The issue here is not whether one can attribute one pesticide as the cause of colony collapse disorder (CCD). That claim has not been made by anyone. The critical issue is that we know that this is a highly toxic pesticide to bees and, given the EPA’s inability to identify the cause(s) of CCD, it must not and does not have the legal authority to allow a pesticide to be used without “required” data that enables the agency to answer this critical question relating to the health of honeybees.
EPA Addendum to February 2003 Risk Assessment...PAGE 2
“Since this compound is persistent (field dissipation ½ life = 277 – 1,386 days), toxic to honeybees, and has the potential for expression in pollen and nectar of flowering crops, EFED also concluded that there was a potential for long term toxicity to these pollinators.
The possibility of toxic chronic exposure to nontarget pollinators through the translocation of clothiandin residues in nectar and pollen has prompted EFED to require field testing (141-5) that can help in evaluating this uncertainty. In order to fully evaluate the possibility of this long term toxic effect, a complete worker bee life cycle study must be conducted, as well as an evaluation of exposure to the queen. Because of this concern, EFED suggested that the following honeybee label statement be included:
This compound is toxic to honey bees. The persistence of residues and the expression of clothianidin in nectar and pollen suggests the possibility of chronic toxic risk to honey bee larvae and the eventual stability of the hive.
However, after further consideration, EFED would like to suggest that the registrant be given conditional registration that is contingent on their conducting the chronic honey bee study that evaluates the sublethal effects of clothianidin to the hive over time. EFED will therefore defer the requirement for this bee labeling statement until after the chronic study has been reviewed.”
November, 2007 EPA memo…PAGE 5
In its memo entitled “Review of Data Package DP336888 for Clothianidin,” EPA accepted the following study: Cutler, C. 2006. An Investigation of the Potential Long Term Impact of Clothianidin Seed Treated Canola on Honey Bees, Apis mellfeva L. Laboratory Report JD: 2005-CSD-EBTIX064. MRID 46907801 (with addendum 46907802). According to the memo,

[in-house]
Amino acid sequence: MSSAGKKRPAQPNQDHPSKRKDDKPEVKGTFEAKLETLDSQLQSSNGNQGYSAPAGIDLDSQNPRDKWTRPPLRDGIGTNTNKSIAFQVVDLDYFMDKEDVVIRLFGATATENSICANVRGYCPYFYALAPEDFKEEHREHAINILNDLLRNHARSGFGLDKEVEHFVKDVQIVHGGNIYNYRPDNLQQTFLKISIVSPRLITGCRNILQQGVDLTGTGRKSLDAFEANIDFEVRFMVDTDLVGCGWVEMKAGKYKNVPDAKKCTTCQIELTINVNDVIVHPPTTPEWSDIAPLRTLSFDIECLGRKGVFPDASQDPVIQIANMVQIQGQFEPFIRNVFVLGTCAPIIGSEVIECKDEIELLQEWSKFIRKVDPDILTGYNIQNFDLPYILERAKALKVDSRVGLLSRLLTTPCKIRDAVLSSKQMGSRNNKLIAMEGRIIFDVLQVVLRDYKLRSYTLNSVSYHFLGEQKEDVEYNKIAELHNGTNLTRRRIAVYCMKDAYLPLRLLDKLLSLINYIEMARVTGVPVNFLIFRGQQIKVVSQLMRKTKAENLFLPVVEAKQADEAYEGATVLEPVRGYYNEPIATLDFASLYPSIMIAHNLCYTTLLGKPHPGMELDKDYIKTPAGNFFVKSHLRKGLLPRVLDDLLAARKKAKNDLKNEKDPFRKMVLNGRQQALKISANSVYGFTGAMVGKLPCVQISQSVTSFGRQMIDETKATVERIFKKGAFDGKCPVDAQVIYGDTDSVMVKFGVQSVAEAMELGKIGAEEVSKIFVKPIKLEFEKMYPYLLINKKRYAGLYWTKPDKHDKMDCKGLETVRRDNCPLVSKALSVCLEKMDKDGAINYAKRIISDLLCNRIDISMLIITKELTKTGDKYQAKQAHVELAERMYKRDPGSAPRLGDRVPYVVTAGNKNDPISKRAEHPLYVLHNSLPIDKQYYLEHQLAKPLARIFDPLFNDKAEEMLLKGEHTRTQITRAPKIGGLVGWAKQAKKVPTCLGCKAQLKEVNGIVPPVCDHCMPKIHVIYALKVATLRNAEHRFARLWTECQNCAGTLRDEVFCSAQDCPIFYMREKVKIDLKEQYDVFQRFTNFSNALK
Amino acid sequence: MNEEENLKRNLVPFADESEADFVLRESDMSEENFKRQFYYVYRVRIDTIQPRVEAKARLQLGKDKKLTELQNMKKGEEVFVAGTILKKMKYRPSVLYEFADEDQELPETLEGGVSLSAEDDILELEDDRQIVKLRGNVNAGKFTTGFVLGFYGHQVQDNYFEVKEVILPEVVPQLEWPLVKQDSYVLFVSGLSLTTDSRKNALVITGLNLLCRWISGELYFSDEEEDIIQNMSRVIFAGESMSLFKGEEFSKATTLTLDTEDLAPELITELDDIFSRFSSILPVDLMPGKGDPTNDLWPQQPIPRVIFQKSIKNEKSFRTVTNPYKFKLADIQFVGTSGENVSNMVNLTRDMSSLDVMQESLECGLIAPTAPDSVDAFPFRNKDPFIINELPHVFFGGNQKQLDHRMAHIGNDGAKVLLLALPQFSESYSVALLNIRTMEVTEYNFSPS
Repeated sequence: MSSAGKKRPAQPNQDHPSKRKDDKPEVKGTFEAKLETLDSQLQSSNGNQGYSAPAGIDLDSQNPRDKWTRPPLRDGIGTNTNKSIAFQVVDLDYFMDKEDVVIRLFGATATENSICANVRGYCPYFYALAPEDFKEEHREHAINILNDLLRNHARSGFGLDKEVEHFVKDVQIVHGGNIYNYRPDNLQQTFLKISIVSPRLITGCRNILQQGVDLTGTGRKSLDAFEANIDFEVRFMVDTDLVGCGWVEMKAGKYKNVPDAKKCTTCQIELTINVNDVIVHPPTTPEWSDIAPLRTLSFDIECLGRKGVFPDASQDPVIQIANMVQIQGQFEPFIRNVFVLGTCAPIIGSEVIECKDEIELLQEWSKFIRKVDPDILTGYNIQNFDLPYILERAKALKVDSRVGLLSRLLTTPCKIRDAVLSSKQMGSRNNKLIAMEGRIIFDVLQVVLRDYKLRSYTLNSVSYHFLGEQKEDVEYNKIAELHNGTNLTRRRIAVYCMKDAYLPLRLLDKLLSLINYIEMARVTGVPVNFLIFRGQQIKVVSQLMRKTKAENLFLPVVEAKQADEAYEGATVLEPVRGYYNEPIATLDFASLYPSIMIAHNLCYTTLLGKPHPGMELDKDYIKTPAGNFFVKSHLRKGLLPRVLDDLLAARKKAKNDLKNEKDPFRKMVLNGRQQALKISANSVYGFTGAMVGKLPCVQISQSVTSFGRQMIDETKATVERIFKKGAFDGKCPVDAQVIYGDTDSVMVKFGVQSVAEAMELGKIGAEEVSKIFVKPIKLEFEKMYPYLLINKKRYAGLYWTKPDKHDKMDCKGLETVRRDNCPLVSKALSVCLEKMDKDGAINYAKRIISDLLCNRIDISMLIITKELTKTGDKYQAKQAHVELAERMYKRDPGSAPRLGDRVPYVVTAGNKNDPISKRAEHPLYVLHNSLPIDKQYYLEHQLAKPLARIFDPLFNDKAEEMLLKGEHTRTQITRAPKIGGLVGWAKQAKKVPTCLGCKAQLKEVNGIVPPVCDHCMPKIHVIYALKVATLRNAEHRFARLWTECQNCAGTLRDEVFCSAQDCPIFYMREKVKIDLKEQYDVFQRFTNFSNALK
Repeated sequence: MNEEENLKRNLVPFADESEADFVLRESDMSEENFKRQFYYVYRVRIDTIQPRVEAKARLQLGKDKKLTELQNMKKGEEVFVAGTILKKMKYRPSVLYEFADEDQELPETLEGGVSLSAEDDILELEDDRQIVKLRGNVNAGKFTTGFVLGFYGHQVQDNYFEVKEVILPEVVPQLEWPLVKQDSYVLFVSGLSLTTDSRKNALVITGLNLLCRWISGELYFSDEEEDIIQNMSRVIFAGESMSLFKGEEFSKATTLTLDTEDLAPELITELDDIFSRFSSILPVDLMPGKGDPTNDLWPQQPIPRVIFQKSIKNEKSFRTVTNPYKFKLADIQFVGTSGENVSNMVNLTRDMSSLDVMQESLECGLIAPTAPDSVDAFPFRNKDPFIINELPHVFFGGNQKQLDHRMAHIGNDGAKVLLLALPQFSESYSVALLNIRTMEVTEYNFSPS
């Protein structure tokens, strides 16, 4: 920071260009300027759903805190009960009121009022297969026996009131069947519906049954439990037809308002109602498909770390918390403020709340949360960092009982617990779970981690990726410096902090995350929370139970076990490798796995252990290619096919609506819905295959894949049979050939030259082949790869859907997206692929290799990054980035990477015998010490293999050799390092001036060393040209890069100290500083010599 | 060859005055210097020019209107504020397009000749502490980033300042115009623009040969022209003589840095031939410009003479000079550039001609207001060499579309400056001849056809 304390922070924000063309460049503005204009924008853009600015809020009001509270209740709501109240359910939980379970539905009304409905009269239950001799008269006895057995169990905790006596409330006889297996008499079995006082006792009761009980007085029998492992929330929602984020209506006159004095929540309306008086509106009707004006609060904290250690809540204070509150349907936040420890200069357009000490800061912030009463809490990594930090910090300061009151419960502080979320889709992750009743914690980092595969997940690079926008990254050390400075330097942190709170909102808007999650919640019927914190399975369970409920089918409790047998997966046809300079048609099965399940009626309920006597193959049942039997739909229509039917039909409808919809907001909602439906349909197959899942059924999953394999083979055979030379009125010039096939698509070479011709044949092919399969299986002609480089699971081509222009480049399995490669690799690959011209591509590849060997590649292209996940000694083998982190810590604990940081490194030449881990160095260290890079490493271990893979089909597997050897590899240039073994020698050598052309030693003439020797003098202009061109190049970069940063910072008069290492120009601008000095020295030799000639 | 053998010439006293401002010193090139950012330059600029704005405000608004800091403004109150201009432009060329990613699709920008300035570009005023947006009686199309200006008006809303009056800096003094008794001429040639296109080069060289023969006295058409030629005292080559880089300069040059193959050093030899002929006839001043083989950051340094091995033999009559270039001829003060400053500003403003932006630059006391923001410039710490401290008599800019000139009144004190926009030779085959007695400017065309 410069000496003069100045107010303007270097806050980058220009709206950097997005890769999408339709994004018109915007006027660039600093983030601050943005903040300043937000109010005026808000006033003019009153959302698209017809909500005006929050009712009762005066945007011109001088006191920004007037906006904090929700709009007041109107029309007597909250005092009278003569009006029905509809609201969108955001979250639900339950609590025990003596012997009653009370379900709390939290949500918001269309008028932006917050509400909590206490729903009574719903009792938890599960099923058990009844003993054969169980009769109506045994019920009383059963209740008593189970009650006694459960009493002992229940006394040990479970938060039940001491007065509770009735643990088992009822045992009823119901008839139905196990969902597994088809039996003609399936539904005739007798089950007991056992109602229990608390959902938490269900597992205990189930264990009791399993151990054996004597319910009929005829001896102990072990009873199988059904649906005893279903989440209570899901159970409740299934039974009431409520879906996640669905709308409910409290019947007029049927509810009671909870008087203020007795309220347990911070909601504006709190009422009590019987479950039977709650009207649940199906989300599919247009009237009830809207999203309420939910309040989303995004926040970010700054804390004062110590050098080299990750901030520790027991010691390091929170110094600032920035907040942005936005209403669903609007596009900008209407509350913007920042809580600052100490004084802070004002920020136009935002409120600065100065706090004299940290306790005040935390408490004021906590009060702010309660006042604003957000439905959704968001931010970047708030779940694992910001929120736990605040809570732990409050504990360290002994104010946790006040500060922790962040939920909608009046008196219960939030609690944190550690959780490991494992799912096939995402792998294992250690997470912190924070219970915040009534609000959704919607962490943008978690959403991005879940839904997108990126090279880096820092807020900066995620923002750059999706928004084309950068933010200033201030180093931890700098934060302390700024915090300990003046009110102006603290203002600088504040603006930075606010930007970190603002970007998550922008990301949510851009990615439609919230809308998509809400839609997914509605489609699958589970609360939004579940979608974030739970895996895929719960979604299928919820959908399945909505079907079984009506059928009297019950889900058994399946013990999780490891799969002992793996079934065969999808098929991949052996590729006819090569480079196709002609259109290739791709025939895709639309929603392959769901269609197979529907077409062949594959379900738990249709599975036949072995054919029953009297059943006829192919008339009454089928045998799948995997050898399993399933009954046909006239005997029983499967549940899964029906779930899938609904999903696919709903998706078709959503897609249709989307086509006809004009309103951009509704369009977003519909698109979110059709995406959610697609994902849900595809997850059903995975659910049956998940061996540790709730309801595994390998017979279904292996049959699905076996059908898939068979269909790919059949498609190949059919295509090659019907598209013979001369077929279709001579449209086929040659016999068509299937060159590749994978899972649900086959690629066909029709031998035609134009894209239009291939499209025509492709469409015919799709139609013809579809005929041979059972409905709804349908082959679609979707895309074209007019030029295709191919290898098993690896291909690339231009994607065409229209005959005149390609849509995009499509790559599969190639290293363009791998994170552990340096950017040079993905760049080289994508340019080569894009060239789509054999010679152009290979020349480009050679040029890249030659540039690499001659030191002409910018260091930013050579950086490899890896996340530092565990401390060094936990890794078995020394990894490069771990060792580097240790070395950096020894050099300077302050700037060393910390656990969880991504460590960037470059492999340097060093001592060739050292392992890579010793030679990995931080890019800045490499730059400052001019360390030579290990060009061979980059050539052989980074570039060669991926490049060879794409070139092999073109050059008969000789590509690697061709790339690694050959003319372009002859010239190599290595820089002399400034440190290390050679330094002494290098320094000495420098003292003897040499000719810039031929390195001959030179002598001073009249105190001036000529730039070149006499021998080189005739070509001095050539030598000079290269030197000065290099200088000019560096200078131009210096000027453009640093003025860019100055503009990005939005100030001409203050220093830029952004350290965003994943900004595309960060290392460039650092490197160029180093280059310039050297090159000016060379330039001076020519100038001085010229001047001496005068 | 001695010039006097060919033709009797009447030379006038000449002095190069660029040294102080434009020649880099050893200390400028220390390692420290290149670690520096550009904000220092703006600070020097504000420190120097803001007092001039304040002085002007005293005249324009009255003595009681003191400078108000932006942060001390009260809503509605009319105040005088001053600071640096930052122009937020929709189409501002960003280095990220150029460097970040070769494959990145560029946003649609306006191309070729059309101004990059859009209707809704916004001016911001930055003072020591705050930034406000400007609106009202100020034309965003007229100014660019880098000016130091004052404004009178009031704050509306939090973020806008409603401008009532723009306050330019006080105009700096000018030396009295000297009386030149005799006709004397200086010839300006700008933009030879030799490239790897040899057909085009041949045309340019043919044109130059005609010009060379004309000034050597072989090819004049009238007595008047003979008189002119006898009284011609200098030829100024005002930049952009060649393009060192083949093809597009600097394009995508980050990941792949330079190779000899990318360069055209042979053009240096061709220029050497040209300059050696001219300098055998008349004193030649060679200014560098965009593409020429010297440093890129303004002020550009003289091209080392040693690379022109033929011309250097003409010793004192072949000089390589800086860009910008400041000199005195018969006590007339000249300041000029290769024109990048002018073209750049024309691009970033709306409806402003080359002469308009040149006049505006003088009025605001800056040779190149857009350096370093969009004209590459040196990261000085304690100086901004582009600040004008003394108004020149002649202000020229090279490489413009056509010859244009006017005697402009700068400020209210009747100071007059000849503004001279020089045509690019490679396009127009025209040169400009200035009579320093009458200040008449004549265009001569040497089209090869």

“This study was submitted to provide data on the toxicity of clothianidin to honeybees in a field test for the purpose of chemical registration (new use). Specifically, the test was conducted in response to a request by the Canadian PMRA and the U.S. EPA; as a condition for Poncho@ registration in these countries, Bayer Cropscience was asked to investigate the long-term toxicity of clothianidin-treated canola to foraging honey bees.”
November, 2010 EPA memo...PAGE 2
“A previous field study (MRID 46907801/46907802) investigated the effects of clothianidin on whole hive parameters and was classified as acceptable. However, after another review of this field study in light of additional information, deficiencies were identified that render the study supplemental.
It does not satisfy the guideline 850.3040, and another field study is needed to evaluate the effects of clothianidin on bees through contaminated pollen and nectar. Exposure through contaminated pollen and nectar and potential toxic effects therefore remain an uncertainty for pollinators.“
November, 2010 EPA memo...PAGE 4 “Field Test for Pollinators (850.3040): The possibility of toxic exposure to nontarget pollinators through the translocation of clothianidin residues that result from seed treatments has prompted EFED to require field testing (850.3040) that can evaluate the possible chronic exposure to honey bee larvae and queen. In order to fully evaluate the possibility of this toxic effect, a field study should be conducted and the protocol submitted for review by the Agency prior to initiation. Another study had been submitted to satisfy this guideline requirement. While it had originally been classified as acceptable, after recent reevaluation it is classified as supplemental, and a field study is still being needed for a more refined risk assessment.”